1304. From Information Bolus to Continuous Infusion: Resident Knowledge and Satisfaction with an “Antibiotic of the Month” Educational Initiative at an Academic Children’s Hospital
Session: Poster Abstract Session: Medical Education
Friday, October 5, 2018
Room: S Poster Hall
  • AOTM poster_IDWeek_final.pdf (1.1 MB)
  • Background: Medical trainees play a critical role in the prescribing of antimicrobials. Prescriber education is one of the CDC core elements of antimicrobial stewardship programs. Optimal strategies for educating residents about antimicrobials have not been identified; however, the common practice of teaching all classes of available antibiotics over a short period of time (usually a single 1-2 hour lecture or “bolus”) is generally not well received and likely ineffective.

    Methods: We developed a novel antibiotic of the month (AOTM) education program (“continuous infusion”) for pediatric residents. It included a monthly 10-minute presentation by an infectious diseases physician or fellow about a single commonly prescribed antibiotic, a handout summarizing important aspects of the antibiotic and a display posted in the resident workroom. An anonymous survey was sent to all pediatric residents before and 6 months after implementation of the AOTM program. The survey consisted of questions on demographics, satisfaction with the program, and antibiotic knowledge. Responses were tabulated and analyzed using Microsoft Excel. Responses were summarized and reported as a proportion of total responses.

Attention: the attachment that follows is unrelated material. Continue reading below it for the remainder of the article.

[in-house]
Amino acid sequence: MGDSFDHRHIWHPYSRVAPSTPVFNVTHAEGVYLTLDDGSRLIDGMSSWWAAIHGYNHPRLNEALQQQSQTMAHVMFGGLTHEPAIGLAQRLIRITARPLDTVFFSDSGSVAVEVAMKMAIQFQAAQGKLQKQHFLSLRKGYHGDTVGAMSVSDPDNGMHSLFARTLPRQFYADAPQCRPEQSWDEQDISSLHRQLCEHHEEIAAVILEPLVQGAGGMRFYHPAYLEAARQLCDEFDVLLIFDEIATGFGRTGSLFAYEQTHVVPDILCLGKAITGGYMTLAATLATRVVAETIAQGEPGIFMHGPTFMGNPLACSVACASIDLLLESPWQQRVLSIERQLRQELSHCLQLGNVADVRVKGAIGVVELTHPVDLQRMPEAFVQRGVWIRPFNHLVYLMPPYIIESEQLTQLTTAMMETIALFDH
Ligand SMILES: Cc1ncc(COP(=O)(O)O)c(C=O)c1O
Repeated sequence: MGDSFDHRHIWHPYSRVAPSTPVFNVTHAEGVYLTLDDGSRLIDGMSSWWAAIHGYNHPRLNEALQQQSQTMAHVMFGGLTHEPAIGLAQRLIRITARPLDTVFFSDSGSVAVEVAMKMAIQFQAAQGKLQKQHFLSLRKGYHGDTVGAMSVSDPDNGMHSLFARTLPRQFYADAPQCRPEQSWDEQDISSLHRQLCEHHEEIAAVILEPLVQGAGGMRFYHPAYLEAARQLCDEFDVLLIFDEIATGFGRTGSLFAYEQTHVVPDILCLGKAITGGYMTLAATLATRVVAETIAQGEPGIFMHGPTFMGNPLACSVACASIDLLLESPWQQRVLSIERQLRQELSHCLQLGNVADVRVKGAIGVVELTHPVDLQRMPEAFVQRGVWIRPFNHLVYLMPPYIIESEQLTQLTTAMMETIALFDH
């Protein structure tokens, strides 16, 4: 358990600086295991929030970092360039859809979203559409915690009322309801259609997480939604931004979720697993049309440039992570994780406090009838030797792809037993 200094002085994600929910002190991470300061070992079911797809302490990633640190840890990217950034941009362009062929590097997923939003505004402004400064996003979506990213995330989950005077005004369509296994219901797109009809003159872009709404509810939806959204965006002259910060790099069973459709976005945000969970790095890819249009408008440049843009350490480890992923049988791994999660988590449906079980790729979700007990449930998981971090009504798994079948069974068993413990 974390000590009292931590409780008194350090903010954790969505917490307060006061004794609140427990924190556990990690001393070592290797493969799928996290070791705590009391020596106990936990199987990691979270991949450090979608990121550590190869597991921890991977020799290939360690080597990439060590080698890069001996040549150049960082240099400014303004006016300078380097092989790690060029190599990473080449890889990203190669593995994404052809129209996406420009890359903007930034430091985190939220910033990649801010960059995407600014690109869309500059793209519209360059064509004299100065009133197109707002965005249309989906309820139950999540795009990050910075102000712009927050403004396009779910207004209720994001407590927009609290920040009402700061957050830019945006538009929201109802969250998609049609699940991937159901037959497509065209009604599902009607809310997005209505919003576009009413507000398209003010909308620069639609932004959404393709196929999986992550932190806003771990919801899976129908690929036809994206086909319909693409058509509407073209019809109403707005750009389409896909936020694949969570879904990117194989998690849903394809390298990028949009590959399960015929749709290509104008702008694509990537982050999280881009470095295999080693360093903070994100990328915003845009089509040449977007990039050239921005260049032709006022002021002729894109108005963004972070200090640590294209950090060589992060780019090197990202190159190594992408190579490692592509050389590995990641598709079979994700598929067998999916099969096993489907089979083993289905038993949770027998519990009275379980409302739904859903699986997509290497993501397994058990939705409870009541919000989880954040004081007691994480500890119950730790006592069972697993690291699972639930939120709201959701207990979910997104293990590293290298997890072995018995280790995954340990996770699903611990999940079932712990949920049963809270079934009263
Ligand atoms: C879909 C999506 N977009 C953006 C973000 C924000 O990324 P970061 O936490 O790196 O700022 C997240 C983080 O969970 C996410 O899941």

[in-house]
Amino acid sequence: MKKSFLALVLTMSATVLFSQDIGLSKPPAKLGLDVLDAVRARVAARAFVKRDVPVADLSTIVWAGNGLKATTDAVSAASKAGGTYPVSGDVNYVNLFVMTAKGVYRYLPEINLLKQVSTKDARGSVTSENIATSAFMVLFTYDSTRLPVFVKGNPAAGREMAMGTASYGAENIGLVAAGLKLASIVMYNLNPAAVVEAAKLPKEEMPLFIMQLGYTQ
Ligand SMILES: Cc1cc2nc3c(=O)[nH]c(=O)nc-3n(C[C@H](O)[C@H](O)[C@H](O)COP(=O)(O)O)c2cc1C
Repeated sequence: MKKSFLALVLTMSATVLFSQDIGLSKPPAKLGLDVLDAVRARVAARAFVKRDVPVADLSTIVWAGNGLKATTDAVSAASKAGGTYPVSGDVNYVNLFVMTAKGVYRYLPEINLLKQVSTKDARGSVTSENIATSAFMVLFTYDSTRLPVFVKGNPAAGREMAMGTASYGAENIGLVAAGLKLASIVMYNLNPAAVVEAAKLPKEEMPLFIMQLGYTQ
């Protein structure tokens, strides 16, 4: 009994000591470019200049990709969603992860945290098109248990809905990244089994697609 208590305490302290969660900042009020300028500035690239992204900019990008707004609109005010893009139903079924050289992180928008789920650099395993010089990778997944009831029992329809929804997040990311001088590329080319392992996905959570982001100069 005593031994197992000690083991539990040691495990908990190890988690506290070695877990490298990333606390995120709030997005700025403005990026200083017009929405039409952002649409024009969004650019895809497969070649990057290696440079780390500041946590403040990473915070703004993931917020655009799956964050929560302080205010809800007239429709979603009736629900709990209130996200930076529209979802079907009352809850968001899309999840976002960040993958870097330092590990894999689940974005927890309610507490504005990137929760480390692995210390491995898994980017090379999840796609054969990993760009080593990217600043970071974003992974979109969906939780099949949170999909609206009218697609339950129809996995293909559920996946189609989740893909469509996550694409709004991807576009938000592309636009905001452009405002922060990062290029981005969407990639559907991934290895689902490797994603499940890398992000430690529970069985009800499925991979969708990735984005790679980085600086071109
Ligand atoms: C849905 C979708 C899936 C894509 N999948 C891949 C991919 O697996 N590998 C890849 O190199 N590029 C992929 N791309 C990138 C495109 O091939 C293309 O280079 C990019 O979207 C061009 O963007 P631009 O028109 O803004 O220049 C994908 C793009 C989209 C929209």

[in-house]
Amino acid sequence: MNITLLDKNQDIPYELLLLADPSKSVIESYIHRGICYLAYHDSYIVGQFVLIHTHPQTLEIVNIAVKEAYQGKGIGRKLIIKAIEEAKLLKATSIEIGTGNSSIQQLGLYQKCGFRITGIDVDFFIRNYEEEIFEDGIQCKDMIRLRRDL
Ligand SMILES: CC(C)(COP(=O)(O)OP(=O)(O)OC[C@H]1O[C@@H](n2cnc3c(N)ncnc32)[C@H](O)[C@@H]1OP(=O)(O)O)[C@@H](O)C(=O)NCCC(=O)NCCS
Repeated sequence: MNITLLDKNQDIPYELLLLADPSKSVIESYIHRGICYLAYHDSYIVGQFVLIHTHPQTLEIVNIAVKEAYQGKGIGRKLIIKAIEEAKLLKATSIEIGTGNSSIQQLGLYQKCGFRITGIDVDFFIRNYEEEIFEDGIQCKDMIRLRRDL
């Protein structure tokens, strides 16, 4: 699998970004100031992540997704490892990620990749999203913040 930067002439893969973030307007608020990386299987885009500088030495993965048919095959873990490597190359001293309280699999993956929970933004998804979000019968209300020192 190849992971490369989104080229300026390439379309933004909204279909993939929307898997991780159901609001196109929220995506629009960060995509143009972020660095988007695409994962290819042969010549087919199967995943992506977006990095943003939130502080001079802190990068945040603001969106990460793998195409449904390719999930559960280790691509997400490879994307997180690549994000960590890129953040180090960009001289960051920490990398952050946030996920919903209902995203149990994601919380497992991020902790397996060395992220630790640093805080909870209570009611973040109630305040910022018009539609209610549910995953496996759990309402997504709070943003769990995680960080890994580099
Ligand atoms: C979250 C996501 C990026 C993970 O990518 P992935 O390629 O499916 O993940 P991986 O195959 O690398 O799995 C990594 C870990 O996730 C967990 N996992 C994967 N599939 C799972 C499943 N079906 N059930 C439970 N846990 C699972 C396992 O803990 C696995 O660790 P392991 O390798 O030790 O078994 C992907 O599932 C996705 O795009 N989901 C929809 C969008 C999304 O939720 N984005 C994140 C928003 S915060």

Results: Both pre- and post-implementation surveys were completed by 21 pediatric residents (51% response rate). Prior to the AOTM program, 55% of respondents felt very or somewhat uncomfortable about their current level of knowledge about antimicrobials and antimicrobial prescribing. Six months after initiation of the program, 86% and 76% agreed or strongly agreed that their knowledge of antimicrobials and antimicrobial resistance, respectively, had improved. After introduction of the program, 81% felt more comfortable or much more comfortable with antimicrobial prescribing. Fifty-seven percent had referenced the handout at some point after the teaching session and 100% agreed that the program was worthwhile continuing in the next academic year.

    Conclusion: A continuous infusion of antimicrobial education in the form of an AOTM education program was well received among pediatric residents and increased their knowledge and comfort level with antimicrobial prescribing. Further studies to measure knowledge retention with this strategy are required.

    Theresa Madigan, MD1, Luke Radel, MD2, Yasaman Fatemi, MD2 and Nipunie Rajapakse, MD MPH1, (1)Division of Pediatric Infectious Diseases, Department of Pediatric and Adolescent Medicine, Mayo Clinic, Rochester, MN, (2)Department of Pediatric and Adolescent Medicine, Mayo Clinic, Rochester, MN


    T. Madigan, None

    L. Radel, None

    Y. Fatemi, None

    N. Rajapakse, None

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